are ridiculously useful. Drop a toad, press the button and seconds later you’ll have a steaming cup of joe in your hands. Quality and taste, on the other hand, are not Keurig̵
That said, there are certainly things you can do to get the most out of your machine. From preheating and rethinking your water supply to choosing the right settings and accessories, this guide has tips you’ll want to try.
Use water that is pure
You can’t make a good cup of coffee without using clean, pure water. One way to check the quality of your water supply is to contact your local water company. That’s no problem here in Louisville, Kentucky, where the city water company takes its mission seriously. After all, for excellent bourbon you need top-shelf water.
Another way to check your tap water is to test it yourself. The easiest method is to create aThese portable devices measure the total amount of dissolved solids, or TDS, in water by checking for electrical conductivity. The more impurities present, the more conductive a water sample will be.
According to the Environmental Protection Agency, the maximum TDS level for drinking water should not exceed 500 parts per million. Anything higher is associated with water hardness, stains and a salty taste.
A quick reading on my kitchen faucet came in at a solid TDS of 185ppm. While that number is somewhat outside of the Specialty Coffee Association brewing regulations, it is well below EPA guidelines. To lower that value even further I could or could use bottled
Preheat the machine
Extracting flavor from coffee grounds is a tricky job, so before brewing your first cup of the day, it’s a good idea to give your Keurig machine some help by preheating it. The reason for this is simple: good coffee needs water that is hot enough to extract its flavor the moment it hits the coffee grounds – ideally between 195 and 203 degrees F (90-95 C).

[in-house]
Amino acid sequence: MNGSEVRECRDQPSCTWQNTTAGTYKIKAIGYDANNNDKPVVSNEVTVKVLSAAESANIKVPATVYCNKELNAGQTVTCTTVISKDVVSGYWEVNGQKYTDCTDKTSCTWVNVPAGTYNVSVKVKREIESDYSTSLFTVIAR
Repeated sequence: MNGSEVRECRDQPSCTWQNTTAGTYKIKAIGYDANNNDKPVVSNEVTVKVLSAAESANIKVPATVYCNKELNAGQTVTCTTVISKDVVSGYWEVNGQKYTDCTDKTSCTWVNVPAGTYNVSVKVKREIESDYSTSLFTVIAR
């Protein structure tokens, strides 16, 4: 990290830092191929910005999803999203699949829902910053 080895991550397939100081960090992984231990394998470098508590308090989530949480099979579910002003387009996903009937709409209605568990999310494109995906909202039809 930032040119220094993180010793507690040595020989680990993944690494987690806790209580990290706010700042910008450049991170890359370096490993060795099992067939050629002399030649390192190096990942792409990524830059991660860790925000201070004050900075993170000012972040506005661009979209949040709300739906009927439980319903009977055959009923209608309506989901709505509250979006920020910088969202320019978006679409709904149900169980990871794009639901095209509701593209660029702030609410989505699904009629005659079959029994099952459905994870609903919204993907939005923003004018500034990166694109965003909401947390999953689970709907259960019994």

The easiest way to help that is to run a pod-free brew cycle first. It sounds like a small step, but it makes a difference. Water exiting the second cycle of my Keurig machine was a full 10 degrees hotter than the first time.
Brew it stronger
A major shortcoming of Keurig coffee pads is that they contain a relatively small amount of coffee. For example, my Keurig Donut Shop K cup came with 11.1 grams of ground coffee. For a standard 12-ounce cup of joe, I usually use about twice as much (20 grams). Anything less tastes weak and watery.
If your Keurig brew offers multiple cup options, choose the smallest available to prepare a more concentrated brew. For example, a 12-ounce cup brewed from a Donut Shop pod had a low TDS rate of 0.8%. When I made a smaller 8-ounce cup with an identical K-cup, I measured a TDS percentage of 1%.
That’s still below the SCA’s gold cup standard (1.15-1.35% TDS), yet it was an improvement over cup # 1 – and one I could taste.
Put fresh coffee in your pods
One final, easy way to get around the shortcomings of disposable K-cups is to skip them altogether and buy a reusable one that you fill with your own coffee grounds. Many companies even sell themThere are also many different styles to choose from. You will find everything about it all the way up to
With such an accessory you will undoubtedly make better coffee than before (not to mention the environmental benefits). For best results, getand grind your own beans right before brewing, using about twice as much of the ground as you’ll find in a typical K cup. Your taste buds will thank you.